Economic interest groups lobby to gain economic advantage for their members. Those representing businesses also often seek to limit government regulation of their particular industry.
In the 19th century groups were often formed to push for the provision of infrastructure such as roads and railways. These groups comprised business and civic leaders from a particular town, who would lobby politicians to route communication links through their district to promote growth. Such groups were the precursors of early-20th-century progress leagues and, later, civic trusts (economic and promotion agencies for particular towns or areas).
Trade unions are the oldest economic groups. Although interest groups often remain politically neutral, the trade-union movement was aligned with the left and helped create the Labour Party in 1916. Compulsory union membership from 1936 and New Zealand’s collective wage-bargaining system meant unions became politically powerful. For example, they successfully lobbied the first Labour government to introduce universal, non-means-tested pensions in 1938. But their influence declined rapidly following the abolition of compulsory unionism in the early 1990s – membership fell from 44% of the workforce in 1985 to about 10% in 2008.
Given the strong support for the National Party among rural voters, Federated Farmers (a farmers’ interest group) has been viewed as something of a training ground for aspiring candidates for political office. National’s longest-serving prime minister, Keith Holyoake, was Nelson president of the Farmers’ Union (a precursor to Federated Farmers) between 1932 and 1941.
Federated Farmers represents a number of farmers’ and producers’ groups, including dairy, meat, wool, apiary and grain. It was formed in 1945 from a merger of the Farmers’ Union and the Sheepowners’ Federation – founded in 1899 and 1910 respectively. Federated Farmers addresses a range of issues that have an impact on farming communities, such as council rates, waste management and telecommunications. It has been aligned with successive National governments.
Worried by public support for prohibition, publicans, brewers and retailers formed the National Council of the Licensed Trade in 1918 to promote their interests. The council lobbied the government to protect the liquor industry, and successfully campaigned against the prohibition option in the 1919 referendum.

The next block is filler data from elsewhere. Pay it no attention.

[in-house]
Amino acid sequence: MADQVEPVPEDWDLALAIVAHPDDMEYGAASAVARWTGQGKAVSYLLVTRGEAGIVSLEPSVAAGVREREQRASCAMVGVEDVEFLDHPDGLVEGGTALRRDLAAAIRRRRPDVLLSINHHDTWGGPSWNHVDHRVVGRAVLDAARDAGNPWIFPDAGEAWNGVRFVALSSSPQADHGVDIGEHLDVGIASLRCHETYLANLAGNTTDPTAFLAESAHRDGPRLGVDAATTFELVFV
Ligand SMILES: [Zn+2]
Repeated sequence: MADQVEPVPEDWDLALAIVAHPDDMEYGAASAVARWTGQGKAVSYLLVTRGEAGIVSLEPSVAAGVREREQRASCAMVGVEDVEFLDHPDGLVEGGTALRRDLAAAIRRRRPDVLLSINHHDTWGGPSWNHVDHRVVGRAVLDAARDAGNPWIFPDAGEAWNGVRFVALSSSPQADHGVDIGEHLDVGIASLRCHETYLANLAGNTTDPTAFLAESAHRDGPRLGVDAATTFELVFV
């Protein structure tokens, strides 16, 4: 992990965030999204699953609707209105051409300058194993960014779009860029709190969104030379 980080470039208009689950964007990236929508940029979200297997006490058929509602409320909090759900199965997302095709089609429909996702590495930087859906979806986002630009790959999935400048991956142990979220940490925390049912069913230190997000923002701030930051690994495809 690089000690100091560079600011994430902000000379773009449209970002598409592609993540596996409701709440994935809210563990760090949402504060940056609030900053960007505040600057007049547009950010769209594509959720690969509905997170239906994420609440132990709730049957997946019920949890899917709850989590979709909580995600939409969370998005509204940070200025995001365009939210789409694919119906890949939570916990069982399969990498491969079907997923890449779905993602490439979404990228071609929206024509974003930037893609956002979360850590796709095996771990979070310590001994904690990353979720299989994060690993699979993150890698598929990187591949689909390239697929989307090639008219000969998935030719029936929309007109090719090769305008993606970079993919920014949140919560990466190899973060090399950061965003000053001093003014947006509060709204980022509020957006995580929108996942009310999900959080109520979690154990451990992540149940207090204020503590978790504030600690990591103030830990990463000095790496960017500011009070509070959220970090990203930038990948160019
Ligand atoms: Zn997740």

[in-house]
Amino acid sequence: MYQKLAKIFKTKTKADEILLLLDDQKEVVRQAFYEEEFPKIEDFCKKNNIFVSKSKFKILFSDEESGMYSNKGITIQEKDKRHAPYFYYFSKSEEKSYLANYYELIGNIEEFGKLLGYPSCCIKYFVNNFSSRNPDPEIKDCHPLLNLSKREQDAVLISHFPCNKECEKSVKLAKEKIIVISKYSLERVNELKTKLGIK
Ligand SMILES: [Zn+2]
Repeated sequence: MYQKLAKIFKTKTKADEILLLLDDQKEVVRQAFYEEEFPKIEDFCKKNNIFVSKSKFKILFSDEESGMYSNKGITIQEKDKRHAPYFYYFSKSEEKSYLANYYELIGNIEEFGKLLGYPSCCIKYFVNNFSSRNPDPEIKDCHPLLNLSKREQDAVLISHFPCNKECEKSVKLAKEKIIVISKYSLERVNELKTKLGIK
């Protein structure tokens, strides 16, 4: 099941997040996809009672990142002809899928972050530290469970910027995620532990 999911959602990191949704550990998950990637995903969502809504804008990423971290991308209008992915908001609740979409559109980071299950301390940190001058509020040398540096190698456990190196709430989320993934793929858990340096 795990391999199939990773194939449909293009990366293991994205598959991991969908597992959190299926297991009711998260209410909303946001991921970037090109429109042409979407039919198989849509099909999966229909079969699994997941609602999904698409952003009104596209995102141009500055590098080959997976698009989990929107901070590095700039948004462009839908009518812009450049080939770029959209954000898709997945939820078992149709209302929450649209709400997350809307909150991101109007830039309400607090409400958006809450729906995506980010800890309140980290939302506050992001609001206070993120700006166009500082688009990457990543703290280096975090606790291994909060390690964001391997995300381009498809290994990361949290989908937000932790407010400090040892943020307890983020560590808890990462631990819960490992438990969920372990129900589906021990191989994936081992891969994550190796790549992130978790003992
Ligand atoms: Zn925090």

As general secretary of the National Council of the Licensed Trade in the 1930s, Percy Coyle knew every parliamentarian. He forged warm friendships with leading officials and cabinet ministers and made campaign donations. Coyle also ‘kept tabs’ on press-gallery journalists and every Christmas gifted a 136-litre keg of beer to them.
In the 2010s, no one interest group represented the whole industry. Different groups acted for particular sectors, such as the Hospitality Association, which represented restaurants, hotels, taverns and cafés. When a 2010 Law Commission report recommended drinking reforms, including lowering the drinking age and raising alcohol excise taxes, the groups lobbied the government for less radical measures.
Business New Zealand
Business New Zealand (formed in 2001 by a merger of the Employers’ Federation and Manufacturers’ Federation) represents a number of regional business organisations at the national level. Business New Zealand conducts analysis and advocacy on a range of issues that concern employers, including tax rates, compliance costs, the minimum wage, employment law changes, and health and safety.
New Zealand Business Roundtable
The New Zealand Business Roundtable was created in 1976 and represented approximately 50 chief executives and directors of some of the country’s largest companies. It was one of the most influential interest groups between 1984 and 1993, when successive governments introduced a broad agenda of free-market reform. In 2012 it merged with the more centrist New Zealand Institute to form the New Zealand Inititative.
Some companies are so large that they employ their own lobbyists. In 2006 Telecom allegedly spent $30 million trying to persuade the government to protect its broadband monopoly from competition – a process called ‘unbundling’. Although Telecom ultimately failed to stop unbundling, former MP Richard Prebble described the company as the best lobbyists in Wellington.
There are many other economic interest groups. The Road Transport Forum was formed in 1997 to promote the road transport industry. Its success is demonstrated by the fact that in 2011 over 90% of all New Zealand domestic freight went by road.
Formed in 1895, the Insurance Council of New Zealand had 28 member companies in 2020. It has helped to make the local insurance market one of the least regulated in the world. The New Zealand Food and Grocery Council lobbies on food legislation and other issues affecting grocery manufacturers and suppliers.